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The Mystery of Monogamy

  • Gould, Eric D
  • Moav, Omer
  • Simhon, Avi

This Paper examines why developed countries are monogamous while rich men throughout history have tended to practice polygyny (multiple wives). Wealth inequality naturally produces multiple wives for rich men in a standard model of the marriage market where polygyny is not ruled out. Our model demonstrates, however, that while higher male inequality generates more polygyny, higher female inequality produces a more monogamous equilibrium. Moreover, we derive how female inequality in the marriage market is higher in equilibrium as women are valued more for their quality versus quantity of children when human capital becomes more important in determining the distribution of income. As a result, male inequality in traditional societies generates inequality in the number of wives per man, but male inequality in developed societies, where human capital is a larger source of income and inequality, manifests itself as inequality in the quality of their wives. Using data from Cote d’Ivoire, we provide supporting evidence for the main implications of the model.

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Paper provided by C.E.P.R. Discussion Papers in its series CEPR Discussion Papers with number 4803.

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Date of creation: Dec 2004
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Handle: RePEc:cpr:ceprdp:4803
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  1. Gary S. Becker & Kevin M. Murphy & Robert F. Tamura, 1990. "Human Capital, Fertility, and Economic Growth," NBER Working Papers 3414, National Bureau of Economic Research, Inc.
  2. Oded Galor & Omer Moav, 1999. "From Physical to Human Capital Accumulation: Inequality in the Process of Development," Working Papers 99-27, Brown University, Department of Economics.
  3. Omer Moav, 2005. "Cheap Children and the Persistence of Poverty," Economic Journal, Royal Economic Society, vol. 115(500), pages 88-110, 01.
  4. Kremer, M., 1996. "How Much Does Sorting Increase Inequality?," Working papers 96-18, Massachusetts Institute of Technology (MIT), Department of Economics.
  5. Nils-Petter Lagerlof, 2002. "Sex, Equality, and Growth (in that order)," GE, Growth, Math methods 0212001, EconWPA.
  6. Raquel Fernandez & Richard Rogerson, 2000. "Sorting and Long-Run Inequality," NBER Working Papers 7508, National Bureau of Economic Research, Inc.
  7. Jacoby, Hanan G, 1995. "The Economics of Polygyny in Sub-Saharan Africa: Female Productivity and the Demand for Wives in Cote d'Ivoire," Journal of Political Economy, University of Chicago Press, vol. 103(5), pages 938-71, October.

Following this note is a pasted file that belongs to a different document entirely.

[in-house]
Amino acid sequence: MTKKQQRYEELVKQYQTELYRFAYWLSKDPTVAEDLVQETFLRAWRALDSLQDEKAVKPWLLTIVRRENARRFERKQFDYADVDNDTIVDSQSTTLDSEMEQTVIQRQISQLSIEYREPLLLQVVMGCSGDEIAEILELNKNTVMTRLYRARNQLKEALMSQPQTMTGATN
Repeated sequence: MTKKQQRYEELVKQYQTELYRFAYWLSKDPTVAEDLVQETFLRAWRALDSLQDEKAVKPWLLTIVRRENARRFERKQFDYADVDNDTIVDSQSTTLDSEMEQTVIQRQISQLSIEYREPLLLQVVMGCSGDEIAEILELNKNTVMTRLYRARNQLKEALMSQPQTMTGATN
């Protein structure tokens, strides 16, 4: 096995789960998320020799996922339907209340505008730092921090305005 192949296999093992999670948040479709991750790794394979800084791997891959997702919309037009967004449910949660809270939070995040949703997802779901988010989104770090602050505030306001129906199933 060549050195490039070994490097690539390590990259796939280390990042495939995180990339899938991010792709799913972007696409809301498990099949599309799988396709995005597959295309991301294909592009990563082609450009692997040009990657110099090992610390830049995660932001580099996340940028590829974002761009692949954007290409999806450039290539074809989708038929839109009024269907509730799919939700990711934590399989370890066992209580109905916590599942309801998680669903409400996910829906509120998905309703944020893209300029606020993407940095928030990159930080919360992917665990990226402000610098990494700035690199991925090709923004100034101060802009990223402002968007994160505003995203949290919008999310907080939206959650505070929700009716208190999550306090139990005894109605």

8. Elster, Jon, 1989. "Social Norms and Economic Theory," Journal of Economic Perspectives, American Economic Association, vol. 3(4), pages 99-117, Fall.
  9. Ted Bergstrom, 1994. "On the Economics of Polygyny," Papers _026, University of Michigan, Department of Economics.
  10. Raquel Ferndez & Nezih Guner & John Knowles, 2001. "Love and Money: A Theoretical and Empirical Analysis of Household Sorting and Inequality," Penn CARESS Working Papers d3d043317c8e26c4039c21aa0, Penn Economics Department.
  11. Oded Galor & Omer Moav, 2000. "Natural Selection and the Origin of economic Growth," Working Papers 2000-18, Brown University, Department of Economics.
  12. Becker, Gary S & Lewis, H Gregg, 1973. "On the Interaction between the Quantity and Quality of Children," Journal of Political Economy, University of Chicago Press, vol. 81(2), pages S279-88, Part II, .
  13. Rodrik, Dani & Alesina, Alberto, 1994. "Distributive Politics and Economic Growth," Scholarly Articles 4551798, Harvard University Department of Economics.
  14. Ted Bergstrom, . "Primogeniture, Monogamy, and Reproductive Success in a Stratified Society," Papers _025, University of Michigan, Department of Economics.
  15. Deininger, Klaus & Squire, Lyn, 1998. "New ways of looking at old issues: inequality and growth," Journal of Development Economics, Elsevier, vol. 57(2), pages 259-287.
  16. David Lam & Suzanne Duryea, 1999. "Effects of Schooling on Fertility, Labor Supply, and Investments in Children, with Evidence from Brazil," Journal of Human Resources, University of Wisconsin Press, vol. 34(1), pages 160-192.
  17. Oded Galor & Omer Moav, 1998. "Ability Biased Technological Transition, Wage Inequality, and Economic Growth," Working Papers 98-14, Brown University, Department of Economics.
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